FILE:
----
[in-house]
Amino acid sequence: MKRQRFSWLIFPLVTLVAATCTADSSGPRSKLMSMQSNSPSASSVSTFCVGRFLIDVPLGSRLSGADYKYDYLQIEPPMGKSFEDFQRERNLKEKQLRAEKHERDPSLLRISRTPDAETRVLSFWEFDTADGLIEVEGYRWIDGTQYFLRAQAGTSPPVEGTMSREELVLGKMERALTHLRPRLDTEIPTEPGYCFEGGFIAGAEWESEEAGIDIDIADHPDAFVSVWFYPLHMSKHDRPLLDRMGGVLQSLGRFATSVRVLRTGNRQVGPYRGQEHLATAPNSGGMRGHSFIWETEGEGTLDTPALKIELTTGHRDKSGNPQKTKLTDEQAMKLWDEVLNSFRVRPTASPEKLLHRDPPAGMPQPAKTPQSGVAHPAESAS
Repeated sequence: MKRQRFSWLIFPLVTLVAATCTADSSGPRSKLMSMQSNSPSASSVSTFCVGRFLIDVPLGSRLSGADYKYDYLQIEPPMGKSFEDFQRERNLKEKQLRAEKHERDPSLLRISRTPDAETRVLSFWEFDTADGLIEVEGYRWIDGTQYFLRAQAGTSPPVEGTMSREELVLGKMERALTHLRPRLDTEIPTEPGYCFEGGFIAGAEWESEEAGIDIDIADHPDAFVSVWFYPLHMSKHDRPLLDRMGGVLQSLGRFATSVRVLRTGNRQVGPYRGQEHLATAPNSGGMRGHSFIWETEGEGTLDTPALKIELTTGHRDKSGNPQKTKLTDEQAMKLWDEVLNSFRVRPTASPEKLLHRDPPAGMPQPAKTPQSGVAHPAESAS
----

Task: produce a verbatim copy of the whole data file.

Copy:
[in-house]
Amino acid sequence: MKRQRFSWLIFPLVTLVAATCTADSSGPRSKLMSMQSNSPSASSVSTFCVGRFLIDVPLGSRLSGADYKYDYLQIEPPMGKSFEDFQRERNLKEKQLRAEKHERDPSLLRISRTPDAETRVLSFWEFDTADGLIEVEGYRWIDGTQYFLRAQAGTSPPVEGTMSREELVLGKMERALTHLRPRLDTEIPTEPGYCFEGGFIAGAEWESEEAGIDIDIADHPDAFVSVWFYPLHMSKHDRPLLDRMGGVLQSLGRFATSVRVLRTGNRQVGPYRGQEHLATAPNSGGMRGHSFIWETEGEGTLDTPALKIELTTGHRDKSGNPQKTKLTDEQAMKLWDEVLNSFRVRPTASPEKLLHRDPPAGMPQPAKTPQSGVAHPAESAS
Repeated sequence: MKRQRFSWLIFPLVTLVAATCTADSSGPRSKLMSMQSNSPSASSVSTFCVGRFLIDVPLGSRLSGADYKYDYLQIEPPMGKSFEDFQRERNLKEKQLRAEKHERDPSLLRISRTPDAETRVLSFWEFDTADGLIEVEGYRWIDGTQYFLRAQAGTSPPVEGTMSREELVLGKMERALTHLRPRLDTEIPTEPGYCFEGGFIAGAEWESEEAGIDIDIADHPDAFVSVWFYPLHMSKHDRPLLDRMGGVLQSLGRFATSVRVLRTGNRQVGPYRGQEHLATAPNSGGMRGHSFIWETEGEGTLDTPALKIELTTGHRDKSGNPQKTKLTDEQAMKLWDEVLNSFRVRPTASPEKLLHRDPPAGMPQPAKTPQSGVAHPAESAS